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Macular degeneration

Macular degeneration is one of the leading causes of blindness and low vision in Australia.

Age related macular degeneration (AMRD) is the most common form of macular degeneration; however there are other forms that impact people during the earlier stages of life.

The impact of macular degeneration varies from person to person, both in terms of the level of vision loss a person experiences and the speed at which their vision deteriorates.

There is currently no cure for vision loss as a result of macular degeneration, however there are a number of treatments available that can reduce its impact.

What is macular degeneration?

Macular degeneration refers to the group of degenerative diseases of the retina that cause progressive loss of central vision.

AMRD is the leading cause of blindness and low vision in Australians aged over 40 and can be split into two categories, either wet or dry.

Wet macular degeneration is the result of choroidal blood vessels growing in the retina. These cells leak blood and fluid into the retina, which results in scarring and vision loss.

Vision loss from wet macular degeneration can be both rapid and severe, with people known to lose a significant portion of their vision overnight.

Dry macular degeneration occurs when retinal pigment epithelial break down. As those cells break down they produce a by-product known as drusen, which builds up and begins to impact vision. Unlike wet macular degeneration, the dry form of the condition uses results in a more gradual deterioration of vision, however dry macular degeneration can become wet macular degeneration.

Stargardt Disease is the most common form of juvenile macular degeneration and typically appears in people before the age of 20. Stargardt Disease is also the result of the death of photoreceptor cells, with vision loss from the disease occurring gradually.

How does macular degeneration impact your vision?

Macular degeneration impacts central vision, with the level of vision loss varying from person to person.

As the degeneration of the macular occurs, individuals will notice their central vision becoming blurred or otherwise distorted or disappearing completely.

Macular degeneration can also result in a dimming of a person’s colour vision.

In some cases, people who live with macular degeneration can also experience hallucinations as a results of Charles Bonnet Syndrome which occurs when the brain substitutes memories into the area of vision that has deteriorated.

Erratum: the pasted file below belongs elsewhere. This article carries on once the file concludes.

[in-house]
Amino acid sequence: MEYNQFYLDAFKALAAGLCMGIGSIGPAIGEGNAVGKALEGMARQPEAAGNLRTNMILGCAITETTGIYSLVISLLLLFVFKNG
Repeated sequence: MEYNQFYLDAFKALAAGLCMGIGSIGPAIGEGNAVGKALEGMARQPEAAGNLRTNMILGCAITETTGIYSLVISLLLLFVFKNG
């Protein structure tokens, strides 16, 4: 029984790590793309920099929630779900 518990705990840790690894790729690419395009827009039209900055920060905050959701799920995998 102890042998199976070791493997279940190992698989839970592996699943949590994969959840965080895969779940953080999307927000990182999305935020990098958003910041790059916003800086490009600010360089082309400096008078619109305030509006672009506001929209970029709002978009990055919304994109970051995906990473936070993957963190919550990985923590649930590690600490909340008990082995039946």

TV with blurred screen to represent the impact of macular degeneration

What is the cause of macular degeneration?

There is currently no known cause of AMRD. 

There is some suggestion that ultraviolet light from the sun may contribute to AMRD, however that has yet to be proven. There is also some thought that trans fatty acids may contribute to the condition, however that has not been proven either.

Unlike AMRD, Stargardt Disease is an inherited condition and can be passed on to a child when both parents carry the gene for the disease.

Cure or treatment?

There is currently no cure for macular degeneration, be it AMRD or juvenile forms like Stargardt Disease.

Thought there is no cure, there are some measures that can slow the impact of AMRD.

For people with dry AMRD, dietary changes to increase their intake foods such as green vegetables and vitamin and mineral supplements can help to reduce the amount of vision loss they experience.

The impact of wet macular degeneration can also be managed to some extent through the use of injections and laser treatment.


Given that there is no complete cure for macular degeneration early diagnosis of extremely important when it comes to treating macular degeneration.

Elderly people are encouraged to schedule regular vision assessments, while anybody who notices a change in their vision should seek assistance.

Amsler Grids are often used in the diagnosis of macular degeneration. Eye specialists recommend elderly people place a grid on their fridge or somewhere else around the house to help them track any changes in their vision.

There are also more specialised methods such as the use of eye drops and special lenses available to eye specialists to help them test for macular degeneration.